Welcome back to everyone’s favorite www.isleyunruh.com Monday feature! Middle-earth being the place of enchantment and wonder that it is, each month I will use my love of fictional cartography to transport you to another time and place. So why not take a moment to fill your head full of knowledge that will have no bearing at all on the real world?
This month I’ll be discuss the great inland Sea of Rhûn.
Aragorn smiled at him; then he turned to Boromir again. `For my part I forgive your doubt,’ he said. ‘Little do I resemble the figures of Elendil and Isildur as they stand carven in their majesty in the halls of Denethor. I am but the heir of Isildur, not Isildur himself. I have had a hard life and a long; and the leagues that lie between here and Gondor are a small part in the count of my journeys. I have crossed many mountains and many rivers, and trodden many plains, even into the far countries of Rhûn and Harad where the stars are strange.
The great inland Sea of Rhûn was Middle Earth’s largest body of water (measuring some 25,000 square miles) in the Third Age and was the Western boundary of the region known as “Rhûn” (Sindarin for “East”) in the far East of Middle Earth. The Sea of Rhûn was a remnant (along with the bitter Sea of Nurnen) of the once great Helcar Sea (itself formed at the dawn of the world by Melkor’s destruction of the northern lamp, Illuin). It was fed by several freshwater rivers the most famous of which was the Celduin (the River Running) that flowed from Erebor. With no natural outlet to the sea, its salinity (due to the evaporation of its waters) was assumed to be slightly higher than other freshwater lakes, though the water was most likely still potable. Many maps show a large forested isle in its Southeastern waters, so we must assume its existence though little is known of it.
The Southwestern shores were ringed by low lying mountains, though they ended in plains a hundred miles before the Ash Mountains of Mordor. Throughout the Third Age, many an Easterling has swept across that corridor in violence against Gondor.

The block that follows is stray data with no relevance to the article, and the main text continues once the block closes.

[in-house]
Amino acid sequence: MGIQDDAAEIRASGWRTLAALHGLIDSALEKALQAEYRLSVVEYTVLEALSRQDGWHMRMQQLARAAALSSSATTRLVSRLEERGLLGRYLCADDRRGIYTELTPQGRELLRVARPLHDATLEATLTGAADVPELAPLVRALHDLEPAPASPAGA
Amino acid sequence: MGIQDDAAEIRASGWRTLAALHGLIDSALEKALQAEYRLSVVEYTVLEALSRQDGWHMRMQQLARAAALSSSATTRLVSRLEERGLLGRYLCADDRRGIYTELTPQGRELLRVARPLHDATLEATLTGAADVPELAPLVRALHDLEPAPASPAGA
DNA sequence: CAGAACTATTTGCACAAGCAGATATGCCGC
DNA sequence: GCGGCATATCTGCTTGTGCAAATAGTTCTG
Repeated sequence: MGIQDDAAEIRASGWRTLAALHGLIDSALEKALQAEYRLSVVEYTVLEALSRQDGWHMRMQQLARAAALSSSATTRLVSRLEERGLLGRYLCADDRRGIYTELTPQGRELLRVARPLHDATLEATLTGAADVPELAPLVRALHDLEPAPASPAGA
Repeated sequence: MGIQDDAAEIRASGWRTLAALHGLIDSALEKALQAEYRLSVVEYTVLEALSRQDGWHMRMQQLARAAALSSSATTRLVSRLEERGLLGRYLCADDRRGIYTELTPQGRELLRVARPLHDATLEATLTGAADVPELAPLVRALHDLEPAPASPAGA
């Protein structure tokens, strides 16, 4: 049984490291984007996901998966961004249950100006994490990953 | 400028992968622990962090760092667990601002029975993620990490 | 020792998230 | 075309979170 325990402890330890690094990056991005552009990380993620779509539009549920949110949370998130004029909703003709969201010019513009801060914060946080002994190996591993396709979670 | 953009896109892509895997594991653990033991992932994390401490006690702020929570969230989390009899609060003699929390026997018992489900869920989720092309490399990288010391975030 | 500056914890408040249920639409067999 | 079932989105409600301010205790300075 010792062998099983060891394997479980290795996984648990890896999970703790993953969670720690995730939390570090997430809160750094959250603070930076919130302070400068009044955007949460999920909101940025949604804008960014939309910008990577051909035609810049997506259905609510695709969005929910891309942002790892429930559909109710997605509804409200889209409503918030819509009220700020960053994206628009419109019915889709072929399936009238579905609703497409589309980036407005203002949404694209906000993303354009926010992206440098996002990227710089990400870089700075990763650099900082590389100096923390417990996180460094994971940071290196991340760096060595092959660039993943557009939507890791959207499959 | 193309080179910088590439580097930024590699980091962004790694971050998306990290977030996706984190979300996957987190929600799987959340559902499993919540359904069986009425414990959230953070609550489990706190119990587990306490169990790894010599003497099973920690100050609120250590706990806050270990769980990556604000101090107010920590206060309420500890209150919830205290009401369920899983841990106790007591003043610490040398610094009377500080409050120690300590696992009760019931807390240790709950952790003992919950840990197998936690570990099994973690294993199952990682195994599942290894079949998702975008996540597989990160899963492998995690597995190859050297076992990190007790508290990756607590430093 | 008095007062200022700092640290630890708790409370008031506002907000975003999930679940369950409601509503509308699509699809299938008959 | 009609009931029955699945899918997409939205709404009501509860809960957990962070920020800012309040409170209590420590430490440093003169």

The Southeastern shores were flat (the beginning of the endless plains of Rhûn). Upon these plains grazed the wild Kine (oxen) of Araw. It was one of these that Vorondil, father of Mardil slew to make Boromir’s great horn long ago.
The Northeastern shore was home to a great pine forest. It has long been conjectured that this forest was in fact a remnant of the Wildwood which sheltered the bay of Cuiviénen upon which the elves awoke when the world was young. Though, so many millennia had passed that its connection to that ancient forest would have been tenuous at best.
The Northwestern shores about the mouth of the Celduin were the site of the wine fertile lands of Dorwinion. Much strong wine was made in this region and then boated North along the Celduin. Such was the quality of the wine that it was a favorite of King Thranduil himself.
At the height of Gondor’s power (during the reign of King Hyarmendacil I) the Sea of Rhûn marked the Easternmost boundary of the realm. And though Minalcar ( Rómendacil II) managed to drive all the Easterlings away from the Sea of Rhûn’s shores in the 13th century T.A., by 1940 T.A. (with the invasion of the Wainriders) the Easterling menace had begun to chip away at the boundaries of Gondor once more.
Order was not to return to the Sea of Rhûn until the Fourth Age when King Elessar and King Éomer went to war against the Easterling menace one final time. In the peace that was wrought from that final conflict the shores of the Sea of Rhûn we at last freed from the violence of the Third Age. Perhaps in the aftermath the island in its Southeastern waters was finally explored and properly mapped!